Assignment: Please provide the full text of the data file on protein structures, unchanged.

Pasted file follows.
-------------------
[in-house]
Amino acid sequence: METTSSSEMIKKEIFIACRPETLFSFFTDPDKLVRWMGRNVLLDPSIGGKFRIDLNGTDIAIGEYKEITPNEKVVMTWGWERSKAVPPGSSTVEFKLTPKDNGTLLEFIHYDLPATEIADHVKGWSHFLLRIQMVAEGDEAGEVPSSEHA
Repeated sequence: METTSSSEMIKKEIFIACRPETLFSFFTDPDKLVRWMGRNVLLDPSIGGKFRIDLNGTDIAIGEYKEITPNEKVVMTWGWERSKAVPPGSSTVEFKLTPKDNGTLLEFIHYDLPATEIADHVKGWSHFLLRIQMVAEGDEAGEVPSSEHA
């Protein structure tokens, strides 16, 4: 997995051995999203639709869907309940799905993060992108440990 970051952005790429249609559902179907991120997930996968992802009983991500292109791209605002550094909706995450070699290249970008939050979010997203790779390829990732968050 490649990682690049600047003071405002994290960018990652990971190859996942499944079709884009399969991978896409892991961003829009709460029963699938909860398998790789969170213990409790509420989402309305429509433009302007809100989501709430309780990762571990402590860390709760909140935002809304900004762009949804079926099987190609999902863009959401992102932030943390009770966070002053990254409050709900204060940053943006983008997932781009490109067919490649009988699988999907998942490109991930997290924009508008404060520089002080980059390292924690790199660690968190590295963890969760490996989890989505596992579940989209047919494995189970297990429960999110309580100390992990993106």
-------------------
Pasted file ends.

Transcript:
[in-house]
Amino acid sequence: METTSSSEMIKKEIFIACRPETLFSFFTDPDKLVRWMGRNVLLDPSIGGKFRIDLNGTDIAIGEYKEITPNEKVVMTWGWERSKAVPPGSSTVEFKLTPKDNGTLLEFIHYDLPATEIADHVKGWSHFLLRIQMVAEGDEAGEVPSSEHA
Repeated sequence: METTSSSEMIKKEIFIACRPETLFSFFTDPDKLVRWMGRNVLLDPSIGGKFRIDLNGTDIAIGEYKEITPNEKVVMTWGWERSKAVPPGSSTVEFKLTPKDNGTLLEFIHYDLPATEIADHVKGWSHFLLRIQMVAEGDEAGEVPSSEHA
């Protein structure tokens, strides 16, 4: 997995051995999203639709869907309940799905993060992108440990 970051952005790429249609559902179907991120997930996968992802009983991500292109791209605002550094909706995450070699290249970008939050979010997203790779390829990732968050 490649990682690049600047003071405002994290960018990652990971190859996942499944079709884009399969991978896409892991961003829009709460029963699938909860398998790789969170213990409790509420989402309305429509433009302007809100989501709430309780990762571990402590860390709760909140935002809304900004762009949804079926099987190609999902863009959401992102932030943390009770966070002053990254409050709900204060940053943006983008997932781009490109067919490649009988699988999907998942490109991930997290924009508008404060520089002080980059390292924690790199660690968190590295963890969760490996989890989505596992579940989209047919494995189970297990429960999110309580100390992990993106």